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Mea Culpa, and so are you

November 17, 2010

Background: this rant was born from a group of American posters on a message board trying to shift the blame for Iraq on their military as part of justifying “Hating the military”.

The military is not responsible for the invasion of Iraq. The invasion of Iraq was a political decision, taken by your democratically elected chief of state (can the crap about Florida. Evidence since then has shown that Bush would have won that recount), with the backing of your democratically elected representatives. You (the American people in general) elected them.

You, the american people, not the military, not even the government, are to blame for their actions (Of course, I’m aware that many of you specifically were too young to vote, perhaps not even in school back then). The blame belongs to your parents, to your relatives, to your teachers, to anyone you know who was old enough to vote in 2000 and 2002, and either didn’t vote, or voted for those who supported the war (which includes a lot of Dem representatives), or even those who voted against them, but didn’t try hard enough to get other people to do the same.

You are a democracy. The fate of your country is in your hands, no one else’s. Trying to hide behind claims of corrupt government and beltway separation is just a pathetic smokescreen. They are you, and you are they.

Of course, while the above was written addressing Americans, the general sentiment is hardly America-specific. People think democracy just means popular vote, and if you lose then it’s “the other side”‘s fault if anything bad happens (and if you win, and bad stuff still happens? Why, that’s politicians having lied to you! Not your fault!) but it does not.

Democracy means that ultimately, responsibility for your government lies with you. It means that the healthcare bill is not “Democrat Healthcare” or “Obamacare”, it’s “Americanpeoplecare”. The invasion of Iraq was not Bush’s decision, it was the American people’s decision (it’s not like Bush had trouble getting congress support on it). It means that ultimately, it is not Harper, but the Canadian people who violated their constitutional obligations to Omar Khadr; who prolonged the Afghanistan mission beyond 2011. Ultimately, the Canadian people suspended the country’s democracy for the duration of the Olympic games and more to avoid questions about how the Canadian people handed detainees over to the Afghans knowing full well how they’d be treated.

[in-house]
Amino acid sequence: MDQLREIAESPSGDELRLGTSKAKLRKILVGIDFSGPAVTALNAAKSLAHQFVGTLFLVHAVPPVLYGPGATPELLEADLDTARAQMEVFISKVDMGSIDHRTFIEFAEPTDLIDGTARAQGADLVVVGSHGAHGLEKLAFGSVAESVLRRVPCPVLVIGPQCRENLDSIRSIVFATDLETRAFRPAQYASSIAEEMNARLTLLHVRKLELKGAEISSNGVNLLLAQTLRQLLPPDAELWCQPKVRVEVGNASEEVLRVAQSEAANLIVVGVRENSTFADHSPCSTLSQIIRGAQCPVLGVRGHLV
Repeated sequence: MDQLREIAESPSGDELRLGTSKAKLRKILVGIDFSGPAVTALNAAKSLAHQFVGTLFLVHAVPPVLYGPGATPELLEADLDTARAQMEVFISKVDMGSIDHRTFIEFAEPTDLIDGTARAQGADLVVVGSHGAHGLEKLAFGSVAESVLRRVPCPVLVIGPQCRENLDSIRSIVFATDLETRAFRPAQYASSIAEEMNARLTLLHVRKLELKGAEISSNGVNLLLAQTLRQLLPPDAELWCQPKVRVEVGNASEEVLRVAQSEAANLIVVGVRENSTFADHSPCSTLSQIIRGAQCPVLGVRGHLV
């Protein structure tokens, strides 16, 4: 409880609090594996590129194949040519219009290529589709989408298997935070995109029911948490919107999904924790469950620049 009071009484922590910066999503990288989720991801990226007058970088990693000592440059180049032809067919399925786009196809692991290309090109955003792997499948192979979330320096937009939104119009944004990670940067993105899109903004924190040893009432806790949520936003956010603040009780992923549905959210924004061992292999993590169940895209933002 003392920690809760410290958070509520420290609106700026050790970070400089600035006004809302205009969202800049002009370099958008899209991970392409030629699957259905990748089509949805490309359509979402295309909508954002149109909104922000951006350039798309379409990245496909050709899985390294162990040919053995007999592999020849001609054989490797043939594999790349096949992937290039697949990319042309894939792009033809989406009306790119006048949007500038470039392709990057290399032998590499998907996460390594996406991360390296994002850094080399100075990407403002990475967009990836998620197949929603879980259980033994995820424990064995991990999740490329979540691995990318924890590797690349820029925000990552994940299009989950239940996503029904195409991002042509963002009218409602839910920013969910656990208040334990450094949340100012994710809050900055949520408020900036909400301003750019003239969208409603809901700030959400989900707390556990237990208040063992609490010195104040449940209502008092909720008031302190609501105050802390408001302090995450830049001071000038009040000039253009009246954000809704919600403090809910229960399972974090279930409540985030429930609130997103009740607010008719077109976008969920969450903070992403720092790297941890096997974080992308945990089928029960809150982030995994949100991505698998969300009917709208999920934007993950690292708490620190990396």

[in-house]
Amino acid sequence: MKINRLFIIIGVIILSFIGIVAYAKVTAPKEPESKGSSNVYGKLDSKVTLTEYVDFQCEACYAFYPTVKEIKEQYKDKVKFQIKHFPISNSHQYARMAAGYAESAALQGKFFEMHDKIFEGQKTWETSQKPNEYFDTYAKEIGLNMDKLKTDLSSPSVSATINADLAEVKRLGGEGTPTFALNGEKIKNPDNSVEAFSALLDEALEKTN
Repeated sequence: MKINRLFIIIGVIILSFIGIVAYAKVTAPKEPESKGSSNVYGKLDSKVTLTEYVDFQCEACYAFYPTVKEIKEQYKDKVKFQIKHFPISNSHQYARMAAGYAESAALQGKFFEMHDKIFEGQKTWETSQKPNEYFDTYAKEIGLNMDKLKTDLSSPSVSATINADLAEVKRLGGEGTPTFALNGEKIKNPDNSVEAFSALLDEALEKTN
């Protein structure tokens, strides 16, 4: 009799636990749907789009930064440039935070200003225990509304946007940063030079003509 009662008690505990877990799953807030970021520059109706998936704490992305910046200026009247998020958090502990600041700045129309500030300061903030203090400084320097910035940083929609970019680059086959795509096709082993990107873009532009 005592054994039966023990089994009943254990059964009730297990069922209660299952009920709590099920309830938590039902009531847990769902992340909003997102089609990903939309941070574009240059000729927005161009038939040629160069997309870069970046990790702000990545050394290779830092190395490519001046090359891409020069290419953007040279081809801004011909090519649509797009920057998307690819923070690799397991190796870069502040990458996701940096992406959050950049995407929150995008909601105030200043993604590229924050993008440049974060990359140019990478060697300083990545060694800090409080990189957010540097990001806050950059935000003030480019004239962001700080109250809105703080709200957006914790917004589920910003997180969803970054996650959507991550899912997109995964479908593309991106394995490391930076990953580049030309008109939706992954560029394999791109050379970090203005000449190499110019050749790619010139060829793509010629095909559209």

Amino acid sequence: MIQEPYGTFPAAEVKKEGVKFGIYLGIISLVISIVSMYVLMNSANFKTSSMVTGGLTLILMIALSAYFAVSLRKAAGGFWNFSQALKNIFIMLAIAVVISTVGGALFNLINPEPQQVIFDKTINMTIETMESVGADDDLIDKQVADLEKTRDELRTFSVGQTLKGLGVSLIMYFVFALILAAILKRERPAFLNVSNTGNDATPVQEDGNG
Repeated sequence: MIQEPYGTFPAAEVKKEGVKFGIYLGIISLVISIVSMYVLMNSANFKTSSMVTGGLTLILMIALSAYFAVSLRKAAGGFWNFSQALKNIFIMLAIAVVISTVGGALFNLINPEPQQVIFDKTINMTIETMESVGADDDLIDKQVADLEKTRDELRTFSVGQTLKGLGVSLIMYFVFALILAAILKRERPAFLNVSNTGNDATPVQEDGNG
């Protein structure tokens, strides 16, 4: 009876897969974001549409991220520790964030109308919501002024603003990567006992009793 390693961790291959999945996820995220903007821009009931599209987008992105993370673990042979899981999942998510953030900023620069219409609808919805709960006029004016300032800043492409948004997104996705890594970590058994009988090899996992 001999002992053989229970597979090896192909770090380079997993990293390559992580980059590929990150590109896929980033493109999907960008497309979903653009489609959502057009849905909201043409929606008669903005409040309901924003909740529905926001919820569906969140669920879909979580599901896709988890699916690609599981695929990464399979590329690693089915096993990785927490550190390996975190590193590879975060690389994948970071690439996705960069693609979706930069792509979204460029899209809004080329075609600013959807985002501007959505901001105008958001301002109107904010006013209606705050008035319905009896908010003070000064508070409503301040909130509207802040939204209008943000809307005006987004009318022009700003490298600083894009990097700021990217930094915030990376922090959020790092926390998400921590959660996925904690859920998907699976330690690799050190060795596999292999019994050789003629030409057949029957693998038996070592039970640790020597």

Because, ultimately, how many of us can say they absolutely could not have done more against Harper? I could have done more, for one. I voted against him every time, but I wasn’t out there trying to convince people to vote against him – because I felt there were more important or more interesting things I could be doing, each and every time. It was a legitimate choice. For many of us, there are more important things in our life than politics. Just because we could have made sacrifices to try and stop Harper (or Bush, or Obama, or Chrétien, or Sarkozy, or Blair, or Brown, or Whoever…) doesn’t mean we were in the wrong to not make them.

But at the end of the day, even if it was a perfection rational, reasonable and logical choice not to make those sacrifices, the fact is, we still chose not to make them, and for that, we cannot pretend we’re not responsible for the actions of our governments, because ultimately, we chose to allow them to have power, even if we didn’t vote for them.

Perhaps – perhaps – there are a handful of people out there, a tiny handful, who really did give their everything, sacrificing anything that could be sacrificed, to winning their side the election and still lost. If such people exist, hell, if you can stand and honestly, truthfully say “I never once chose to stand aside, to do something else, when I could have been winning more votes against this”, then perhaps you do not deserve the blame.

But even then, it’s still your country, and your democracy. Losing your elections doesn’t change that.

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3 Comments leave one →
  1. Matt permalink
    November 17, 2010 9:55 pm

    Well said. It reminds me of the Futurama line: “It’s not my fault. I forgot to vote!’

    I also object to people who are convinced that the only reason people disagree with them is because they’re not being clear enough, but that’s a whole other debate.

    Democracy means we’re all in this together. Too many people forget that these days.

    • Guillaume permalink*
      November 17, 2010 11:50 pm

      Well, sometime, not being clear enough/not being persuasive enough IS the reason.
      The problem is that other times, their answer is no less valid than yours. And other other times, you’re just talking to someone who is wrong, but who is absolutely never going to be convinced not even for a Divine Revelation.

      And sometime, just sometime, no amount of persuasion will work because you’re the one who’s in the wrong.

      But yeah.

  2. Phoenicks permalink
    November 18, 2010 12:36 am

    There’s a difference between ‘blame’ and ‘responsibility’ — the former involving fault in an object for having created a problem (‘blame’ always being negative in connotation). ‘Responsibility’, conversely, is the recognition of bearing the burden of a task. It is my responsibility to participate in government, but it is is not my fault — you can not blame me — for how things turned out.

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